A catbird sits perched atop the neck of a guitar. With warm bright colors and bubble writing, this poster might not be out of place showcasing a garden fete in middle England or a children’s event. That is until you pay attention to the text and the iconic status this event now lives in becomes apparent. Woodstock.
Promoting Woodstock Prior to Digital Age
The youth of today will perhaps not appreciate nor identify with how much the older generation relied on paper and print. In an internet age where we are constantly updated and informed, marketing thrives in a digital setting. Musical festivals and events are promoted today in an endless flurry of social media posts. Music promoters have never had a better choice of channels to communicate through.
But in 1969, life was very different indeed.
A New York-based artist/graphic designer at the time, Arnold Skolnick was contacted by Woodstock’s organizers to redesign the music festival’s original poster. Psychedelic posters were quite popular at the time but the design was not sitting well with organizers so they got in touch with Skolnick. The brief was simple.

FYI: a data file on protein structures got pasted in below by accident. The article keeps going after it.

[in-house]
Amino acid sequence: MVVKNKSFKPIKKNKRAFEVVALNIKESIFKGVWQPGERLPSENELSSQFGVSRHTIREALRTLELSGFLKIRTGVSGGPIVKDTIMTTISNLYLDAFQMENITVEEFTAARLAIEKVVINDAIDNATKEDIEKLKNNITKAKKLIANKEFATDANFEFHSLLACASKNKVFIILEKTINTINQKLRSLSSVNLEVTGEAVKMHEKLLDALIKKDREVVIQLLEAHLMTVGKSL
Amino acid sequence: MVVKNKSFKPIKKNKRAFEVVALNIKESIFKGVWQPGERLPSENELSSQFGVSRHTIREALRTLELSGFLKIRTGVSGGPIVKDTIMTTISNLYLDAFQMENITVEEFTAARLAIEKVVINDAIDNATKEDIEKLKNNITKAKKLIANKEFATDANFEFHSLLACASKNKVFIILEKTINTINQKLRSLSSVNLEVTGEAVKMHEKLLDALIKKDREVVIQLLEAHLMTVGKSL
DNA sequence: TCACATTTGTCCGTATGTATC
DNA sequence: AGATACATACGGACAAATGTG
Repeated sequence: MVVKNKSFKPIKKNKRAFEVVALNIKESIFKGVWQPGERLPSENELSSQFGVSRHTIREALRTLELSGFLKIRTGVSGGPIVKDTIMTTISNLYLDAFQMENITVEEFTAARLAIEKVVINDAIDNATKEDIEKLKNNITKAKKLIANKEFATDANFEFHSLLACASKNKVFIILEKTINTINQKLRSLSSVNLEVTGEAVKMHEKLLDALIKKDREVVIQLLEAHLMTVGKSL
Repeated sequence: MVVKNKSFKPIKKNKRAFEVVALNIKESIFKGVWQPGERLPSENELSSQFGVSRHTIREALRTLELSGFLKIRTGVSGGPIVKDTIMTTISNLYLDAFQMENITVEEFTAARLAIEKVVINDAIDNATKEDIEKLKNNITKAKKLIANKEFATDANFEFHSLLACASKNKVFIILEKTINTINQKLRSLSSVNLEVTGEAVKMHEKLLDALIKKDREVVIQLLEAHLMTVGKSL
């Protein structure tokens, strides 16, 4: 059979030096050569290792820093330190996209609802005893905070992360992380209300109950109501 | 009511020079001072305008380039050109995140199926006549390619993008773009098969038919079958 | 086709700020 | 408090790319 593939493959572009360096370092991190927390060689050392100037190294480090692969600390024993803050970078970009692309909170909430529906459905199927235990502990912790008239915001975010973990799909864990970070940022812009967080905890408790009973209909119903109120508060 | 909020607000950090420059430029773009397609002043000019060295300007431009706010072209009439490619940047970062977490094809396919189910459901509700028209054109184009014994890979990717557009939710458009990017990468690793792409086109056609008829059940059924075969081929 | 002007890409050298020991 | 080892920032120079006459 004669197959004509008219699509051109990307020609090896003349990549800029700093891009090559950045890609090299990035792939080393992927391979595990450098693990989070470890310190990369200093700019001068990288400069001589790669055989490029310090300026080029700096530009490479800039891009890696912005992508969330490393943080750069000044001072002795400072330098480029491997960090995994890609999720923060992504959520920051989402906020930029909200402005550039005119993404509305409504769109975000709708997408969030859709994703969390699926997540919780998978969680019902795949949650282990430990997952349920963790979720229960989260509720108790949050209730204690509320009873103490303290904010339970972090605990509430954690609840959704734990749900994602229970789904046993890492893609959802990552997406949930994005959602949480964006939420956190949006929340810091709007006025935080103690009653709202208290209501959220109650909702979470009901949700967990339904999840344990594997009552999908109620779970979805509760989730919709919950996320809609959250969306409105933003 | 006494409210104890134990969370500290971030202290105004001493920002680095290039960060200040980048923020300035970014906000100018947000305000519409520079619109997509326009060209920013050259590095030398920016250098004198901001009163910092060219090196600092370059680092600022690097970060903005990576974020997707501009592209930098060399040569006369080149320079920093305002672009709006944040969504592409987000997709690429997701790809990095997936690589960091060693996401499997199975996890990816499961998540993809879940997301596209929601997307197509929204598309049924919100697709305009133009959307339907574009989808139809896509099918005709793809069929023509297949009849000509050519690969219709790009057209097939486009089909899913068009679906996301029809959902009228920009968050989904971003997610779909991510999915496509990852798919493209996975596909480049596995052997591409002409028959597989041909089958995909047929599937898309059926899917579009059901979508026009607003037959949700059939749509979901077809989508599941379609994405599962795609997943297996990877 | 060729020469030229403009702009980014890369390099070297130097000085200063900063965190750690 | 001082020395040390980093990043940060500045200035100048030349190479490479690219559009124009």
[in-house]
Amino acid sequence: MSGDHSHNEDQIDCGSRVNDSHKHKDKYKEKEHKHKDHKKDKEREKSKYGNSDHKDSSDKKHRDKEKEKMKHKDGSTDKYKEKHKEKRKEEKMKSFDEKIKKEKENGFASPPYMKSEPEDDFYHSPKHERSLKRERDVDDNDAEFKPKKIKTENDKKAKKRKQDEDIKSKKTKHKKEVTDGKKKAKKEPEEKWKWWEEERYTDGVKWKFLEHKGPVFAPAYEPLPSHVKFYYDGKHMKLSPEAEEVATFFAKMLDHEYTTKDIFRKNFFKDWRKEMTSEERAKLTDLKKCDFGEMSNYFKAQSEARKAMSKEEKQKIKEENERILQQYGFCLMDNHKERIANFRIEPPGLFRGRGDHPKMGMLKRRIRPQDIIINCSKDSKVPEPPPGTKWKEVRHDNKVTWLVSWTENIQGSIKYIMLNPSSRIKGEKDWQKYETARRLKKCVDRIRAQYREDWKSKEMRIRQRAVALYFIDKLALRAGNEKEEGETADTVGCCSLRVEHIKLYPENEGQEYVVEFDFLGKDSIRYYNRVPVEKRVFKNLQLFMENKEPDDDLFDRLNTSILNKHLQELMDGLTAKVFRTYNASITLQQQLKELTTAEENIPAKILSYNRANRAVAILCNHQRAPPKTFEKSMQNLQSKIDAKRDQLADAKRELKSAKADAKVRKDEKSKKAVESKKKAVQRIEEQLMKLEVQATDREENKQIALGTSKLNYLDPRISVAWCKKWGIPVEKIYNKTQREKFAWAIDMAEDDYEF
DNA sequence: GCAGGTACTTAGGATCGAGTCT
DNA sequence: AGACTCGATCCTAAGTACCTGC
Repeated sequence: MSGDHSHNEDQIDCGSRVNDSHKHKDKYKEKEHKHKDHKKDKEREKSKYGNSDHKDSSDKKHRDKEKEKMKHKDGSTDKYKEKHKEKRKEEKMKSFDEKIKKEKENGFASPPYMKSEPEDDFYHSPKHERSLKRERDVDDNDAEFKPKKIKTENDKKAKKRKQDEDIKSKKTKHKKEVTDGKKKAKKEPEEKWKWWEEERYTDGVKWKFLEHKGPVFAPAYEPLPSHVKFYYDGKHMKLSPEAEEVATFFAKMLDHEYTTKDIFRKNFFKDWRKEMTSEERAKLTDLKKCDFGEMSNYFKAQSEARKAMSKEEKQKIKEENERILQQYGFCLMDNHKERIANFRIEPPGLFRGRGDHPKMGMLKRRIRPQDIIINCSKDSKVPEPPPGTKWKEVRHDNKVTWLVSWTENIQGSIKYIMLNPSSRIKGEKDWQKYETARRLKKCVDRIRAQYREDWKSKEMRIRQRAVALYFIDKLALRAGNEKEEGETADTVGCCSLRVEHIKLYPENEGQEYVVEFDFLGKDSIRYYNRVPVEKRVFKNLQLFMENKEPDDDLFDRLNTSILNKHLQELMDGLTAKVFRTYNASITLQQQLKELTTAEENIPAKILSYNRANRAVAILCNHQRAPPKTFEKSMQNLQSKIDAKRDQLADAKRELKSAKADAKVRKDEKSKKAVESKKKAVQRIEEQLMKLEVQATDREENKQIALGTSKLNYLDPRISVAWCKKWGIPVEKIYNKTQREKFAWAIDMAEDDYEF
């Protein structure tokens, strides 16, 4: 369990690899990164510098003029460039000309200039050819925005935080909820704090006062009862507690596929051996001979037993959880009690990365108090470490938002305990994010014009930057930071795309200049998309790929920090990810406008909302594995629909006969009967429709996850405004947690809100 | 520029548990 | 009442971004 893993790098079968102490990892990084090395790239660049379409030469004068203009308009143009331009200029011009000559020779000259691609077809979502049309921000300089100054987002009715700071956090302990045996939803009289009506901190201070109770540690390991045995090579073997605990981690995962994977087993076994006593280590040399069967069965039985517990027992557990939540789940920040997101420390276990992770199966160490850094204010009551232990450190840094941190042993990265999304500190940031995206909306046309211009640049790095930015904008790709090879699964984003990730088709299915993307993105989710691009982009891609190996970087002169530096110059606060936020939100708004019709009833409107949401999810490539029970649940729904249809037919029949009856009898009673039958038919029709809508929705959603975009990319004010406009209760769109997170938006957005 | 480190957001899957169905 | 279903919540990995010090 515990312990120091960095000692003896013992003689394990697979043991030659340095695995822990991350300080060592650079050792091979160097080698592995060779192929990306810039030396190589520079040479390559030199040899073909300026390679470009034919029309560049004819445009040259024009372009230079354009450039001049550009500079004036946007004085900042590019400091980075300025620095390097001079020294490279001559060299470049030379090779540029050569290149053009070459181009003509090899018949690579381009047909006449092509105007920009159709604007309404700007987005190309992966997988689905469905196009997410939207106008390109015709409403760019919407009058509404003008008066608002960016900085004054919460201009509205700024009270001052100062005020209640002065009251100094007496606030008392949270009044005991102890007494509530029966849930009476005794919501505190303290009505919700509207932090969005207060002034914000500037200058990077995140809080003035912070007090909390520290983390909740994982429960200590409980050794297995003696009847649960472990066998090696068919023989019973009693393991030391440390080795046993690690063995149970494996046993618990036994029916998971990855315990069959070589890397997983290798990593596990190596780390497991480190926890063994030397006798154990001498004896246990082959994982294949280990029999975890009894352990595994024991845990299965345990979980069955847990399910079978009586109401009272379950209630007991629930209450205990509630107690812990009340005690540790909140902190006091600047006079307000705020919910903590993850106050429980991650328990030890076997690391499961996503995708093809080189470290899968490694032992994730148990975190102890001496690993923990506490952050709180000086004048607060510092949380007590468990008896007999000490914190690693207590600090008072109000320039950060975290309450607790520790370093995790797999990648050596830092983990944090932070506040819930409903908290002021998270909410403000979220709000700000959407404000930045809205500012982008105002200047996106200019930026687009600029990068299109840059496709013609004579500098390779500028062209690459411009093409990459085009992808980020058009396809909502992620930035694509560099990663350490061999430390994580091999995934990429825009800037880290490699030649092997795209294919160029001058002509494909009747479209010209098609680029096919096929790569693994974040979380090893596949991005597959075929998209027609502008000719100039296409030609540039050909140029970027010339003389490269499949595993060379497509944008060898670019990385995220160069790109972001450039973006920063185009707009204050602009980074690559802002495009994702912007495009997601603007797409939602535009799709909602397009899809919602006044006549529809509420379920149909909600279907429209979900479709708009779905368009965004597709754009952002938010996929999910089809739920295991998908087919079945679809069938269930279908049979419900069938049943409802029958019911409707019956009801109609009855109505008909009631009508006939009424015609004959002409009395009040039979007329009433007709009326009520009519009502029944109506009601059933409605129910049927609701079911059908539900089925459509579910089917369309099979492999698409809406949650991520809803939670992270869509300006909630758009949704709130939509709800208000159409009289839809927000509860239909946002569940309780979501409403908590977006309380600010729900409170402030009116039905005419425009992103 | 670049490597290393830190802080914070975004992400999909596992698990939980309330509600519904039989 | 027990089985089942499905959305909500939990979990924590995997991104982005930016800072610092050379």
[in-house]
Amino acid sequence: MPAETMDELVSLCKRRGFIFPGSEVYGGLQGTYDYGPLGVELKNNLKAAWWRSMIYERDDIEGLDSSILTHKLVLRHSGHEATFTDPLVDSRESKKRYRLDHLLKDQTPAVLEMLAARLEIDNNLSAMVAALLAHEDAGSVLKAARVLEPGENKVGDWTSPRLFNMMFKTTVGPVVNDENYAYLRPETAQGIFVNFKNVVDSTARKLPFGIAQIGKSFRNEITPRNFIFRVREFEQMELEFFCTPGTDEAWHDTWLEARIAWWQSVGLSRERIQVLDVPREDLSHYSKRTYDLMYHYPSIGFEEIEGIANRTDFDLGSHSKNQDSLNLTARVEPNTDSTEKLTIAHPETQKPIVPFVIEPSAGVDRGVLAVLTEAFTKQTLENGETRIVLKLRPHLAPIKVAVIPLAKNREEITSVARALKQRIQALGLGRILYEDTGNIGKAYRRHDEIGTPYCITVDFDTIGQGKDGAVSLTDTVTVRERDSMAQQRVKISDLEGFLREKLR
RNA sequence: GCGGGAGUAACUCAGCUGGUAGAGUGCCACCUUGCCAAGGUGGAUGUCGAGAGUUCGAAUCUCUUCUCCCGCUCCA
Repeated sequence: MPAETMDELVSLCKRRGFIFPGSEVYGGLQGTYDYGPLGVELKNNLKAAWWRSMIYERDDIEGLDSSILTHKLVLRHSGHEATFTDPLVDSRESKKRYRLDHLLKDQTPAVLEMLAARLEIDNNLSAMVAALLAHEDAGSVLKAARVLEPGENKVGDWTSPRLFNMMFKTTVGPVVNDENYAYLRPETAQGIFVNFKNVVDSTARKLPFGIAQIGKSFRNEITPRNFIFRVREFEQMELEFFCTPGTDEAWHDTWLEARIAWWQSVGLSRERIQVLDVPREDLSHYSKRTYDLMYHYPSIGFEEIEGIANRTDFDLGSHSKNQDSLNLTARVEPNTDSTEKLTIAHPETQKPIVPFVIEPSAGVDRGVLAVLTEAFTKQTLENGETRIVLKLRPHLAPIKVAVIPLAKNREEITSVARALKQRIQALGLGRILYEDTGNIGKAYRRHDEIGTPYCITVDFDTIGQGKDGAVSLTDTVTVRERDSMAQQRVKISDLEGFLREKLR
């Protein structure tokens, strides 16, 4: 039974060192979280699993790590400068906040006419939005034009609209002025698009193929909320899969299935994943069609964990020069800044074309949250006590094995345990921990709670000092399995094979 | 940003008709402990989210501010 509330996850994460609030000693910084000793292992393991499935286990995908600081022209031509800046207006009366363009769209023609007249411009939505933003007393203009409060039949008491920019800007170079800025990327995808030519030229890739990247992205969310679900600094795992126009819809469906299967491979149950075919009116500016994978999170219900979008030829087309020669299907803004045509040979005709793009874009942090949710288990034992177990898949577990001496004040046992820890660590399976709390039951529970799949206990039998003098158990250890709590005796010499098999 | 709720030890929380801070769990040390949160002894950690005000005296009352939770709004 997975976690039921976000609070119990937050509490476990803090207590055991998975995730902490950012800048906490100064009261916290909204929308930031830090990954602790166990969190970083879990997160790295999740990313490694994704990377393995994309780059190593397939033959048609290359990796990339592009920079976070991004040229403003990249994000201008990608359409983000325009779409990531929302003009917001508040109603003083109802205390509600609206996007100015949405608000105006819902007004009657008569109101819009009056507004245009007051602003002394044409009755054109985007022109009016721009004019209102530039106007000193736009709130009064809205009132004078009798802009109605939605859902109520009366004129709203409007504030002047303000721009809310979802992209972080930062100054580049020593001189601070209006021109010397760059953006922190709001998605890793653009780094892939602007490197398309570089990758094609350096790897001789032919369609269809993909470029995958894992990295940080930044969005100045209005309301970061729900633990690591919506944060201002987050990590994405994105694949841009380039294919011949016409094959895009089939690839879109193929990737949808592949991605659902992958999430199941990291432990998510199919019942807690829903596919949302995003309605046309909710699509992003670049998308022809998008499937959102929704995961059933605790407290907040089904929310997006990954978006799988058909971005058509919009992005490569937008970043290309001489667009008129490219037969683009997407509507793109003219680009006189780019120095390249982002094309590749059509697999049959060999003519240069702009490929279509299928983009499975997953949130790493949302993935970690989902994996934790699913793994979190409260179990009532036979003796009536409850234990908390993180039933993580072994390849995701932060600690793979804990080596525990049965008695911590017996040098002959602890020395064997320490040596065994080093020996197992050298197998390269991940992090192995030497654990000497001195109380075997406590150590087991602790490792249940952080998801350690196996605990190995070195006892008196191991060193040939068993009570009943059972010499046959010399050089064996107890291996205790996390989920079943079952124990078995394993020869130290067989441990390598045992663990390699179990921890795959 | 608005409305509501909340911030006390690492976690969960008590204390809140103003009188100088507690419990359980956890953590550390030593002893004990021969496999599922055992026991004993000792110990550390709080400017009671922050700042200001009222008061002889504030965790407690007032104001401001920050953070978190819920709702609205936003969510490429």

Capitalizing on the ‘peace and love’ movement of the day, the festival was billed as a 3-day event centered around arts, crafts, and music.
Skolnick got to work. He later admitted that he started and completed the poster on the day it was due. He believed that a poster should instantly capture a reader’s attention but not in an elaborate over the top fashion. Simplicity was the order of the day.
The ensuing weekend was history in motion. A cultural and musical cornerstone attracting a crowd of more than 400,000 people in driving rain. A figure the music promoters and industry scions of today could only dream of.
Skolnick himself attended day one of the festivals. An anonymous face in a heaving crowd. People unaware of the pivotal role his artwork had played.
As for what became of the original copy, an auction in 2017 saw the signed piece sell for an impressive $10,625. Other Woodstock memorabilia which fetched thousands included the effects pedal used by Jimi Hendrix and the original peace flag flown from the stage.
The magic of 3 special days in a dairy farm in Bethel, New York can be summed up in the words of Skolnick himself. ”That festival. They’ll never have one like it again.”
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Blog Author Stacy Kearney, of Ireland, has a keen interest in all things music, history, and memorabilia.